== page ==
April 12, 2008

Bamboo Hut: Vietnamese with a Big Scoop of MSG in Worcester

Having had a long, busy week with a bummer or two thrown in toward the end, LL and I decided to go out for dinner last night. We stopped off at State Liquors on Park first. It's my favorite package store wherein almost anything can be found, and on this expedition I came up with a bottle of Momokawa Pearl saké. It's the first time I've found an unfiltered (nigori) saké for sale since we left California. Things were looking up! We decided to continue the Asian theme by trying out a restaurant that has been recommended to me by a university colleague and has had generally good reviews in the past, Bamboo Hut Vietnamese (1394 Main Street, Worcester). The place seems to have become something of an institution since it opened eight years ago. After our visit, I'm not sure why this should be.

Bamboo Hut is a BYOB restaurant, so we took our saké with us. The restaurant itself is on the first floor of a converted home; we were seated in an area that used to be the porch. The atmosphere is very homey and familial, though the choice of avocado-green paint over stucco is a bit questionable. It's not the most appetizing decor to look at.

I attempted to order a crispy squid appetizer and stir-fried duck in tamarind sauce as an entrée, only to be informed by the waiter that they were out of both. He told me to choose back-ups while he went to the kitchen to double check. When he returned fifteen minutes later, he informed me regretfully that the supply of both squid and duck were indeed gone, so I instead ordered garden rolls and stir-fried venison with potatoes and peppers. LL ordered a papaya salad and triple crown, a spicy dish of shrimp, scallops and salmon. I can't think of the last time that I've had it happen that two of the house specials were unavailable, but I like venison anyhow.

The food was adequate but nothing special. My garden rolls were quite good, though it would have been a nice touch to ice down the thawed shrimp that they contained so that they would be cold like the rest of the roll. The papaya salad was very spicy and neither LL nor I could find or taste the papaya in it. There was plenty of cabbage and a sweet sauce but no papaya as far as we could tell. The triple crown was good, with nice presentation and a bit of spiciness. We've had similar dishes in many Asian restaurants and this was certainly the same thing as we've had elsewhere. My venison stir-fry was all right, though again nothing special. The meat was cooked just well enough so as not to toughen it and there was plenty of it, too. The sauce in which it was served was brown and nondescript, bland and really not adding anything to the flavor of the dish. The potatoes had a texture that I found slightly disagreeable, simultaneously chewy and mushy. Still, I do like venison and that part was done well, although overall it would have been nice if the dish had been a bit more creative in the use of spices. As it was, it was just meat and peppers with nothing distinctive about it.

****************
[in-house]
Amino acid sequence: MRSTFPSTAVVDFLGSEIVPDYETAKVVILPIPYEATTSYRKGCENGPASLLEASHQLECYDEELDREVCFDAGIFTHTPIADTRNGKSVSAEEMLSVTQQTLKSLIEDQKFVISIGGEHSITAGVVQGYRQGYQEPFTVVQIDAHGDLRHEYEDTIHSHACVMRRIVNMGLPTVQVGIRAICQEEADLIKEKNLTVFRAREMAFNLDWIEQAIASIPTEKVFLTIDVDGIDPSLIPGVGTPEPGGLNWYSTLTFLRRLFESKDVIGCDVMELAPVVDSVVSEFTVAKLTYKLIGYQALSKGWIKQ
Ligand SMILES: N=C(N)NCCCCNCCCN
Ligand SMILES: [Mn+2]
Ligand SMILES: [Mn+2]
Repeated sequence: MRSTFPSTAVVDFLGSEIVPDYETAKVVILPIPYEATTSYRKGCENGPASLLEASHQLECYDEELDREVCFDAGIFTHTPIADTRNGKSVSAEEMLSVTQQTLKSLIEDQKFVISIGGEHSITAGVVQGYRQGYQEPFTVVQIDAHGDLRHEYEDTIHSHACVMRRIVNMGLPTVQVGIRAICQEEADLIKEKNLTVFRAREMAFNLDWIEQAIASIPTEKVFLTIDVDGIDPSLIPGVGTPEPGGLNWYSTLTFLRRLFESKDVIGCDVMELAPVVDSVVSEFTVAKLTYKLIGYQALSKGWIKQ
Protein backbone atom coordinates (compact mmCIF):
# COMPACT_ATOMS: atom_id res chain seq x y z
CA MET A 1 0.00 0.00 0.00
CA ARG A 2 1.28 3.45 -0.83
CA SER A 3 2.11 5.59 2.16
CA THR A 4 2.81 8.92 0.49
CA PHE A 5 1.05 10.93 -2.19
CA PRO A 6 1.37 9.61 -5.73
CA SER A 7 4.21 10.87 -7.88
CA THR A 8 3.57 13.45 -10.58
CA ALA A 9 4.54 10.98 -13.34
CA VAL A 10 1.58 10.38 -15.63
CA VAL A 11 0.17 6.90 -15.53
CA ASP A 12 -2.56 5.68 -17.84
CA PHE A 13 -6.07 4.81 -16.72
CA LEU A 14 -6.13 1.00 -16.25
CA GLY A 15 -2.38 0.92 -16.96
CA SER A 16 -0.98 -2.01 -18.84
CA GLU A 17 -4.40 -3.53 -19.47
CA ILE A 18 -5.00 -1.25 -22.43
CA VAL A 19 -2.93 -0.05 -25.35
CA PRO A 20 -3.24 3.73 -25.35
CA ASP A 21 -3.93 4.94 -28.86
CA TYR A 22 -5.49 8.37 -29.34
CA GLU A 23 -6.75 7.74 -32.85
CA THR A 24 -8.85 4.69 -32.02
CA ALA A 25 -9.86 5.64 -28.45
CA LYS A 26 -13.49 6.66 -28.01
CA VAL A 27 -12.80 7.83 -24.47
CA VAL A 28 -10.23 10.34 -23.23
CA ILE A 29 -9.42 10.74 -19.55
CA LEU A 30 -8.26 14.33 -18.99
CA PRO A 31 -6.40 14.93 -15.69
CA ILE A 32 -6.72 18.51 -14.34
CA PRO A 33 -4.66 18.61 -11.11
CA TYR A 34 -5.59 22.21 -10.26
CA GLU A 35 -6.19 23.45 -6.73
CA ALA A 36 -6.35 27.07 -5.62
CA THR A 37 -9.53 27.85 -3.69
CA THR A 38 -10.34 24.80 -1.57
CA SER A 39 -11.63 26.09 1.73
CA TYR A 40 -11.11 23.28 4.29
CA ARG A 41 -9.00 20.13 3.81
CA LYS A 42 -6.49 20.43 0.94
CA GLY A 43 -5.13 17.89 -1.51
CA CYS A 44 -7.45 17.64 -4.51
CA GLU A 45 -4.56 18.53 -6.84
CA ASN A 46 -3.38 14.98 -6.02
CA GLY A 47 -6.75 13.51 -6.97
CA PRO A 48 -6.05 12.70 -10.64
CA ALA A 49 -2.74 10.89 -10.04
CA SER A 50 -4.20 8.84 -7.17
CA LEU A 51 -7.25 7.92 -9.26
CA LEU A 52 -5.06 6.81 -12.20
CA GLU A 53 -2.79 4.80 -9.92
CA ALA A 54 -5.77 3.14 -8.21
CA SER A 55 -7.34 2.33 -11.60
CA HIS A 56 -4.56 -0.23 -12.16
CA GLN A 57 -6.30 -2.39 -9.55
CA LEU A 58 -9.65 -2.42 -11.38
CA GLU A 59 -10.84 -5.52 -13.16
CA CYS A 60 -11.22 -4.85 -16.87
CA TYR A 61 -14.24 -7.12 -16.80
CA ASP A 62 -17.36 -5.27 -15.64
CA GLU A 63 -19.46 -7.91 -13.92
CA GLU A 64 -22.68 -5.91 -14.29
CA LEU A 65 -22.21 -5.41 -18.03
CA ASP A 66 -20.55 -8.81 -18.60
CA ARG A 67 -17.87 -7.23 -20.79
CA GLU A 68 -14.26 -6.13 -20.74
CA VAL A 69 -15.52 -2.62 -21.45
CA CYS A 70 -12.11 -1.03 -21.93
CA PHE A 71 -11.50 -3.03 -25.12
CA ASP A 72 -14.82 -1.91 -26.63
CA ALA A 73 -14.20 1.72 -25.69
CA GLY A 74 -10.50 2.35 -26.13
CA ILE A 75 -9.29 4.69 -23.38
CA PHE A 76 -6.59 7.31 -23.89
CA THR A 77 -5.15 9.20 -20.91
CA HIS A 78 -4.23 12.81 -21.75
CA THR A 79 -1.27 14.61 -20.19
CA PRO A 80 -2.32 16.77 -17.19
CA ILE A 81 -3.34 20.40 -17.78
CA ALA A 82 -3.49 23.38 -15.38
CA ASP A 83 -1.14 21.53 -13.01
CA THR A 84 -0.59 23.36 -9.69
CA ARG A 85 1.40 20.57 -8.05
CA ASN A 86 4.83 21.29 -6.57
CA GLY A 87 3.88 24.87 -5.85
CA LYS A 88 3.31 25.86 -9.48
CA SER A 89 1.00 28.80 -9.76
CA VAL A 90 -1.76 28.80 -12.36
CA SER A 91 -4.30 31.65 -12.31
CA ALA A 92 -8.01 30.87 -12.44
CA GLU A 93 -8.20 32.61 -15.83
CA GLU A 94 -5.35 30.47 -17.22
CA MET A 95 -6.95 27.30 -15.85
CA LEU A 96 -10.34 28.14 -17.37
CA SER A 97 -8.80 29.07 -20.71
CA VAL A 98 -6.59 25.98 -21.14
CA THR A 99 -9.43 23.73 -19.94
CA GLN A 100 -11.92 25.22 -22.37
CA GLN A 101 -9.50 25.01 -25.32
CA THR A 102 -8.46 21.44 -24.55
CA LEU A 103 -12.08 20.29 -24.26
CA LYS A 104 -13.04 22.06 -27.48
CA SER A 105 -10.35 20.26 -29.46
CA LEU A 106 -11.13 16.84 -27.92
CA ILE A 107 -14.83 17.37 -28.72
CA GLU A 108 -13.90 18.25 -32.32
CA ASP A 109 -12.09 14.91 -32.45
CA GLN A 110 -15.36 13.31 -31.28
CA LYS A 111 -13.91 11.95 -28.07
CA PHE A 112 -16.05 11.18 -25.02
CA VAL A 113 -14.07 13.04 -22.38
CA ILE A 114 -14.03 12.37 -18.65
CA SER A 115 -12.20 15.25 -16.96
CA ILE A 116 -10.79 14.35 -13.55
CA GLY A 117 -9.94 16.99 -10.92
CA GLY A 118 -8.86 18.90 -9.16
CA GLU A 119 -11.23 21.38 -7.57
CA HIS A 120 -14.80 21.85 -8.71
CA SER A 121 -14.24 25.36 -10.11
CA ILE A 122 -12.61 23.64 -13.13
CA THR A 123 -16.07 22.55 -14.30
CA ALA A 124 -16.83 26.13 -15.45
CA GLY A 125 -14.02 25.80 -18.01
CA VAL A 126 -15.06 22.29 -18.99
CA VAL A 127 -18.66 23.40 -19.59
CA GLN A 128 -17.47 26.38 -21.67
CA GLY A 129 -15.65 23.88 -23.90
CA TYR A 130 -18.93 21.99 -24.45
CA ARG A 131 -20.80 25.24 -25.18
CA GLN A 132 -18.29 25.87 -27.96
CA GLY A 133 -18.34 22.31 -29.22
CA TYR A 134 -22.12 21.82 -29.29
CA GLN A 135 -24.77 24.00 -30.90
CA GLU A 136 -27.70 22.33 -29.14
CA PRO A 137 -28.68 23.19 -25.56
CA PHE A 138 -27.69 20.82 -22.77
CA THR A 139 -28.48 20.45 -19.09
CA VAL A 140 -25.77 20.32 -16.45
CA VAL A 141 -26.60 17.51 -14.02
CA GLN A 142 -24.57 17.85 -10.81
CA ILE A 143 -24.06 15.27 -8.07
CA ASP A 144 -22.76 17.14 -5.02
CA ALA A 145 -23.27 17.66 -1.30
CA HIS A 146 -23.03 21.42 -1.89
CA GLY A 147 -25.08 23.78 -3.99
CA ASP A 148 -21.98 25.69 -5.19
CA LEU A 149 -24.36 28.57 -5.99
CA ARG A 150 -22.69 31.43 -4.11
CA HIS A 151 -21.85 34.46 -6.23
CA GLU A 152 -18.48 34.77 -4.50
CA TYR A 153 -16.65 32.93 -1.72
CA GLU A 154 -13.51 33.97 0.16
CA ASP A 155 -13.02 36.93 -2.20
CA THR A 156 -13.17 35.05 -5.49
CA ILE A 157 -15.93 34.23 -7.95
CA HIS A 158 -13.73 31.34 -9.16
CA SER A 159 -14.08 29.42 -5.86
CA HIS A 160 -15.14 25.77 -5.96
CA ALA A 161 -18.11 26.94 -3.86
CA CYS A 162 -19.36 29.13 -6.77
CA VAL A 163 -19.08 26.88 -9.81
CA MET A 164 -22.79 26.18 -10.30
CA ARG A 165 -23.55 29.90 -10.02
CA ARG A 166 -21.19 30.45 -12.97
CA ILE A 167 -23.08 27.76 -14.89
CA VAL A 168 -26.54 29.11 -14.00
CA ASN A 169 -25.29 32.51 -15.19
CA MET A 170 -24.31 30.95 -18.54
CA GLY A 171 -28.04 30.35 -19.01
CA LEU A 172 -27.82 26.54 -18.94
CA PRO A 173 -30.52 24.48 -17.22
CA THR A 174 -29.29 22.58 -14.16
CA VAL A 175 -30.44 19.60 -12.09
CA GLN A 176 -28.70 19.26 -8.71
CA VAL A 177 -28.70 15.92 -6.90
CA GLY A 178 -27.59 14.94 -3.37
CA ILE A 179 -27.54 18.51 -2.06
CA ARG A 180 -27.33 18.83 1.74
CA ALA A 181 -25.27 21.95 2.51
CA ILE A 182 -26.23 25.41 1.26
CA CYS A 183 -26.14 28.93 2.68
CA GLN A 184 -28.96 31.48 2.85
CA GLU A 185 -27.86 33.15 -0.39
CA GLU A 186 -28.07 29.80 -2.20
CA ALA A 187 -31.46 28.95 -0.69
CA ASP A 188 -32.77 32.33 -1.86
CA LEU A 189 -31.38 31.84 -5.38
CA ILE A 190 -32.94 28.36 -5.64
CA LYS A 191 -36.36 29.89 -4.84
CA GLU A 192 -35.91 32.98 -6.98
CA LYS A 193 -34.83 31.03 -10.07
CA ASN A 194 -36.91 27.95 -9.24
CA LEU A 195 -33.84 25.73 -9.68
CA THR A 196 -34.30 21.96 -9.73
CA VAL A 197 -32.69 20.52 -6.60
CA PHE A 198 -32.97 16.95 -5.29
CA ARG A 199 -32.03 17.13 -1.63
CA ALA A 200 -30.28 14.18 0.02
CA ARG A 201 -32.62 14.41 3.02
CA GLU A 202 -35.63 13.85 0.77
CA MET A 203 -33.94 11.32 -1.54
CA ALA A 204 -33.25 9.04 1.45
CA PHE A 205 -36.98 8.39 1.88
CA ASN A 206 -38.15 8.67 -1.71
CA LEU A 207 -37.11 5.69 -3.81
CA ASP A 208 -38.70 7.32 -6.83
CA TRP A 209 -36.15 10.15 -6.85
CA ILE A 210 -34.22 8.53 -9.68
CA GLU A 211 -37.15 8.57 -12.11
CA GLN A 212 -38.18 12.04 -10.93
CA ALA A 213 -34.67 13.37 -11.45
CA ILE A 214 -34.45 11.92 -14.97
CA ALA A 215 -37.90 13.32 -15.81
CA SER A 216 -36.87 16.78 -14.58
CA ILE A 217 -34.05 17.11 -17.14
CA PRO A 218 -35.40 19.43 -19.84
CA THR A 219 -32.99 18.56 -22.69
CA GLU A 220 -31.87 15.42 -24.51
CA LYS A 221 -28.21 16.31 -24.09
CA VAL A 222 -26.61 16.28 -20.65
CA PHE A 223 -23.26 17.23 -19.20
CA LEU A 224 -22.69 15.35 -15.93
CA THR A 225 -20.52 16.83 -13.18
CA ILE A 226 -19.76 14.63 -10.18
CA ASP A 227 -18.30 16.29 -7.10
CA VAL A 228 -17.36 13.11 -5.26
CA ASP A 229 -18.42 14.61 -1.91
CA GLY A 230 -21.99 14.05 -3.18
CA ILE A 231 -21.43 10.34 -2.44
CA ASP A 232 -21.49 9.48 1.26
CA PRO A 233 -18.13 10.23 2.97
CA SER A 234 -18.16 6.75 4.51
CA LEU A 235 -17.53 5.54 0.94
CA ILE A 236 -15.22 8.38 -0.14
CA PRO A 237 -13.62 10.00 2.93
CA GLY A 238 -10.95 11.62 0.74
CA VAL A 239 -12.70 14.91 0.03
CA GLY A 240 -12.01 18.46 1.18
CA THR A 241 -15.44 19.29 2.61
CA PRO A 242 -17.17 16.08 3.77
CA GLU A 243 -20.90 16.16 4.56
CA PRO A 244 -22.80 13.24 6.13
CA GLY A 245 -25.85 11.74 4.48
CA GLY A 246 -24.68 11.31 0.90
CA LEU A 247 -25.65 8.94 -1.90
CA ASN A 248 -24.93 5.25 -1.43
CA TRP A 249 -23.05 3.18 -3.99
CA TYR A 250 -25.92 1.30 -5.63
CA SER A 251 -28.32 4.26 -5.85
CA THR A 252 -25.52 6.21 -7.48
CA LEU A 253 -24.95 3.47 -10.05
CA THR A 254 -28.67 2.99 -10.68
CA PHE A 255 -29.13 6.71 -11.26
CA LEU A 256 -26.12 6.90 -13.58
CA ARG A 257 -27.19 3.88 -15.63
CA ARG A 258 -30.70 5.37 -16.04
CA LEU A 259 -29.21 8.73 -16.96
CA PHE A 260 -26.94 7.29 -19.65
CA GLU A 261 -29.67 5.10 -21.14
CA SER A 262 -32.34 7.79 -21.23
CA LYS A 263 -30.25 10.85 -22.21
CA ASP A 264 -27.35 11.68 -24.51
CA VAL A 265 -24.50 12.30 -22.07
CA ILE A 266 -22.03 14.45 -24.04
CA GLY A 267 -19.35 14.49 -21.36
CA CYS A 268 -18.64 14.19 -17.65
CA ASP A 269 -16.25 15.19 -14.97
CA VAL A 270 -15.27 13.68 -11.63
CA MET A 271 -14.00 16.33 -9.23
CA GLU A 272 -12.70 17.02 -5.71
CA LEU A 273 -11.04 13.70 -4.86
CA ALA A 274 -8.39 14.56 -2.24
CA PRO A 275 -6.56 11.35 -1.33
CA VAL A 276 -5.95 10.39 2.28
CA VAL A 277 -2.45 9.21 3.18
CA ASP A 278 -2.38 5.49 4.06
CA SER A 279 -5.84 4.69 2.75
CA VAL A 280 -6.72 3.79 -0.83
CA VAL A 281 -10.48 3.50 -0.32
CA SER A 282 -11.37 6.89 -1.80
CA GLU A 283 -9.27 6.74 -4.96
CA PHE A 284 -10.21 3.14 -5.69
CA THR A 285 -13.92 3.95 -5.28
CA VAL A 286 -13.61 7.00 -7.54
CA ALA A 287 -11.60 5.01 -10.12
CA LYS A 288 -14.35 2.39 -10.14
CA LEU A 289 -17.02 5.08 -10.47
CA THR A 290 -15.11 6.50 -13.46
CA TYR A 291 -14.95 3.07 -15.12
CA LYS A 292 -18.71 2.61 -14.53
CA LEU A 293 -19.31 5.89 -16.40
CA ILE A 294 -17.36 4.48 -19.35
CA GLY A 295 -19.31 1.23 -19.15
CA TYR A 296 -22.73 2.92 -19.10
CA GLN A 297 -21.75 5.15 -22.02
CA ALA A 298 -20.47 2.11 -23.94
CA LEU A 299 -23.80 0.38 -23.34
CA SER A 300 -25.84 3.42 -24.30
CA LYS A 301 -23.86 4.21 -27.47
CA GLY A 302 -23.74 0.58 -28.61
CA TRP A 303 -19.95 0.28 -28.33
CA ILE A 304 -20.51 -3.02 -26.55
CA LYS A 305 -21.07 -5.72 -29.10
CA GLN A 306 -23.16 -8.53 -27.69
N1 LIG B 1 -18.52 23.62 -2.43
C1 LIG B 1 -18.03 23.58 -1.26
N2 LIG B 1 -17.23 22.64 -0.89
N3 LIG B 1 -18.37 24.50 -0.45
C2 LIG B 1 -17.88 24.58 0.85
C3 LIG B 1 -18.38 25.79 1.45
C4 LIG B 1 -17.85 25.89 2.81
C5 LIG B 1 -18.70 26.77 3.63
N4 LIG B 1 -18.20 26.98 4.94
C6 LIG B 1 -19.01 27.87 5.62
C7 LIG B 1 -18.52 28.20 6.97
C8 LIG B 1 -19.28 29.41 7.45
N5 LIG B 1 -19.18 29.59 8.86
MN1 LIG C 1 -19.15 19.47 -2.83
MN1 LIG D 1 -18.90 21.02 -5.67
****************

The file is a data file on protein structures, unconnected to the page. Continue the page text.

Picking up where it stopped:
The owners of the restaurant have two young daughters, one of whom latched onto us and was our companion for the entire meal. She was a cute kid and very friendly, and this would have been fine in a small dose. After awhile, though, it became obvious that we were going to be a party of three instead of two. The little girl got very familiar after awhile; it's not even the slightest exaggeration to say that she was climbing on us as well as on other customers nearby. As entertaining as her stories about Christmas presents and constant refrain of "chin up, chin up" were at first, twenty or so minutes of this were quite enough. I began to feel a bit like a surrogate daycare provider, although who could tell such a cute kid to go away? Even after two glasses of saké I couldn't be that heartless. Still, the owners of Bamboo Hut ought to realize that having their daughters playing hide-and-seek under the tables of paying customers who are trying to eat dinner isn't a dining experience that most people are going to seek out repeatedly. Instead of having a nice, intimate, quite conversation over dinner, LL and I found ourselves literally cornered by a very energetic five year old. No offense, but if we wanted one of those we'd adopt one! That's not what we're looking for when we go to a restaurant, though.

After we'd paid our relatively reasonable tab (dinner for two, including the tip and $4 corking fee was just under $60; I think we should have gotten a discount for babysitting), we headed home. I woke up at about midnight with a terrible headache and loud ringing in my ears. I only get these symptoms when I've been overdosed on MSG, and while I can't prove it I feel certain that my stir-fried venison must have been loaded with the stuff. It's 9:15 AM as I write these words and only in the last hour have I begun feeling better. LL has an even worse reaction to the stuff, so it's a good thing I was the one who ordered the venison. I won't be doing that again.

Now, it's entirely possible that we simply caught Bamboo Hut on a bad night. Plenty of people seem to like the place, but from my experience with it last night I can't say that I'm a fan nor that I plan on going back again. The best things about dinner were no better than any number of other places and Vietnamese restaurants dot the map of Worcester so there are lots of other choices. The worst things about Bamboo Hut fall into the category of "this is no way to run a restaurant," and they were enough to entirely put us off to the place. Based solely on last night, I can't fathom why I've heard good things about it. LL and I will definitely be going elsewhere next time we're in the mood for Vietnamese food and not in the mood to keep someone's kids entertained.

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